On a cold November evening I found myself pushing though my 10 minute cardio warm-up in preparation of lifting heavy objects against gravity. Half aware of the events on the television in front of me, I was suddenly awoken from my daze when the gentleman next to me requested to change the channel from the re-cap of an embarrassing World Series Game 4 loss by the N.Y. Mets to the 2015 TCS New York City Marathon. For the next half hour I forgot about lifting and stood, eyes transfixed to the screen, trying to list reasons why there were so many people who were willing to put their body though 26.2 miles of pure hell. Running is a great way to improve one’s health, it taxes your cardiovascular system, creating a healthier heart. It also is a great stress reliever. By exerting excess energy and hormones, running allows for better sleep, concentration, and is always a great confidence booster.
I have always been involved sports, from tennis, volleyball, and basketball to working to achieve a personal best while lifting weights at the gym. I wanted to try something new this year that tested me both mentally and physically. When I first embarked on this journey, my running resume looked like that of a high school junior – completely lacking in experience with no notable skills. Up to this point, most of my cardiovascular exercises consisted of high-intensity training (like sprints or box jumps). Since my college days are over, I decided that now is as good of a time as any to explore the world of running. I set out with the hopes of participating in New York Road Runner’s 9+1 program with the end goal of qualifying for the 2017 TCS New York City Marathon.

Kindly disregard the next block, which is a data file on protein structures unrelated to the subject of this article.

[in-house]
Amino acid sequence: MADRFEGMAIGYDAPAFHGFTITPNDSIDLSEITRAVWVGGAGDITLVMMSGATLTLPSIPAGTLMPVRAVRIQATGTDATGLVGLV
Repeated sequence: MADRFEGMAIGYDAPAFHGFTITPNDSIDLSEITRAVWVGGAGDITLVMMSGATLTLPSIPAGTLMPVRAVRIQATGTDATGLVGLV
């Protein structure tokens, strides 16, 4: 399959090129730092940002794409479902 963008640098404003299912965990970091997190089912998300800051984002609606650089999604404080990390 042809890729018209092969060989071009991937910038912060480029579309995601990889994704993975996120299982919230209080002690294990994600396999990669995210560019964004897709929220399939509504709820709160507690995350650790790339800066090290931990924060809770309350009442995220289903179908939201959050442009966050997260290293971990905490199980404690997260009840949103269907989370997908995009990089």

The next step was to begin training for my goal. I had a few weeks to myself and I wanted to take full advantage of my free time to develop some good running habits. To start I would spend each morning running around my neighborhood. Then I was running to the next town, the next run I’d venture out to another one and, before I knew it, I was about to cross into Brooklyn. Within a few weeks, I found myself going further and further, discovering new paths and meeting the neighborhood dogs during my runs.
Chiropractic care has played a big part of my training regime. Sundays are my designated long run days in which I run 6+ miles. My aches and pains from my training are often alleviated after a session with one of my colleges (thank you Dr. Shure and Dr. Fiske!). With focused care on the biomechanical stresses to my ankles, my hips, and my spine, I am able to recover from my workouts faster than I would have without their help. Stay tuned for more updates on my road to the 2016 NYC marathon!
2016 Registered Races:
2/20 – Al Gordon (4 miles) Completed
3/6 – Washing Heights Salsa, Blues, and Shamrocks (5km) Completed
3/20 – United Airlines NYC Half (13.1 miles)
4/10 – City Parks Foundation Run for the Parks (Volunteering)
4/24 – Run as One (4 miles)
5/8 – Japan Run (4 miles)
5/14 – UAE Healthy Kidney (10km)
6/5 – NYRR Retro (4 miles)
6/18 – Queens (10km)